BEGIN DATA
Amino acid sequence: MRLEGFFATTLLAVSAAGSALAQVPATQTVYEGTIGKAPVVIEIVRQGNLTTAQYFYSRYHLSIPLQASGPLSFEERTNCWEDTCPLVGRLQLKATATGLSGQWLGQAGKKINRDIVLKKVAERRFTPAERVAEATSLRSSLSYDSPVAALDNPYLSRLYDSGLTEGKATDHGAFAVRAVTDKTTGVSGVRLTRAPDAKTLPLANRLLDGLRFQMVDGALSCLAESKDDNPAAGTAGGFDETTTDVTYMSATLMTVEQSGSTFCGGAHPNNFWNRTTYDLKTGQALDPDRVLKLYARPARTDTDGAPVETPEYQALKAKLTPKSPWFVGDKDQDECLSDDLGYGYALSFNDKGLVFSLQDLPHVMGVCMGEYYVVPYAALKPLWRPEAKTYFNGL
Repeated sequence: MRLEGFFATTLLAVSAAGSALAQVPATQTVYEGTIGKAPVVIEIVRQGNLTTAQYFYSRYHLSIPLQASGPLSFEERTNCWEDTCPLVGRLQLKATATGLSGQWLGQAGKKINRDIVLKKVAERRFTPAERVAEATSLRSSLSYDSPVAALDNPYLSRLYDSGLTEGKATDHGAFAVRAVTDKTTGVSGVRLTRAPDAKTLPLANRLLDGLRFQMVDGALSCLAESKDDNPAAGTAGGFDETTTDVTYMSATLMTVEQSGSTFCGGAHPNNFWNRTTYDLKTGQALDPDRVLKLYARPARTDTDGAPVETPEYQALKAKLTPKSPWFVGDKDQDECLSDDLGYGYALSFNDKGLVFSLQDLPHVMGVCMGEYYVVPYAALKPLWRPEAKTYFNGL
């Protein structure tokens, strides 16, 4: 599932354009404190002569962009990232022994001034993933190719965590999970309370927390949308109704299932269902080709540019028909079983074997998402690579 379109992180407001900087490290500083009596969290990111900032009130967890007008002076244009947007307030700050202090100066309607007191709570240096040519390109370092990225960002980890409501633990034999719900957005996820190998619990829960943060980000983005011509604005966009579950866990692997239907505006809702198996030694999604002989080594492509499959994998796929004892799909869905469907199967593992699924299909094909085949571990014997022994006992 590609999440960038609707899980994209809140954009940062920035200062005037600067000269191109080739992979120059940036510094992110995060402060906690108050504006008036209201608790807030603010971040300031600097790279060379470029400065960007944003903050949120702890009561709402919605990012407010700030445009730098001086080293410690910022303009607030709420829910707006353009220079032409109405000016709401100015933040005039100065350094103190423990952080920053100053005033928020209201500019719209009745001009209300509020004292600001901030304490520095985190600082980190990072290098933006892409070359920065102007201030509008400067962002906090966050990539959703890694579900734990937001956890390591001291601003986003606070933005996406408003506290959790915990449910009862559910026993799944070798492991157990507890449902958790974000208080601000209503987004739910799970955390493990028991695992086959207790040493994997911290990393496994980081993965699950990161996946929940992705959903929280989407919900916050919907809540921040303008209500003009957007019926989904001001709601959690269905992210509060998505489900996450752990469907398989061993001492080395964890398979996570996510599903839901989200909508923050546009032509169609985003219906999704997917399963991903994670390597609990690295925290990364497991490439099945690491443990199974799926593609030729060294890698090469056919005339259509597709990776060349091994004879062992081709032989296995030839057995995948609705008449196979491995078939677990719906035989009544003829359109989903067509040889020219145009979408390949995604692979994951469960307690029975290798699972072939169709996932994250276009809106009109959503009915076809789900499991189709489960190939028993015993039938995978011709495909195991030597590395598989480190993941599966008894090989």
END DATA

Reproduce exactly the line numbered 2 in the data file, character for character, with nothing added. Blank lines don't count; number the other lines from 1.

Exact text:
Repeated sequence: MRLEGFFATTLLAVSAAGSALAQVPATQTVYEGTIGKAPVVIEIVRQGNLTTAQYFYSRYHLSIPLQASGPLSFEERTNCWEDTCPLVGRLQLKATATGLSGQWLGQAGKKINRDIVLKKVAERRFTPAERVAEATSLRSSLSYDSPVAALDNPYLSRLYDSGLTEGKATDHGAFAVRAVTDKTTGVSGVRLTRAPDAKTLPLANRLLDGLRFQMVDGALSCLAESKDDNPAAGTAGGFDETTTDVTYMSATLMTVEQSGSTFCGGAHPNNFWNRTTYDLKTGQALDPDRVLKLYARPARTDTDGAPVETPEYQALKAKLTPKSPWFVGDKDQDECLSDDLGYGYALSFNDKGLVFSLQDLPHVMGVCMGEYYVVPYAALKPLWRPEAKTYFNGL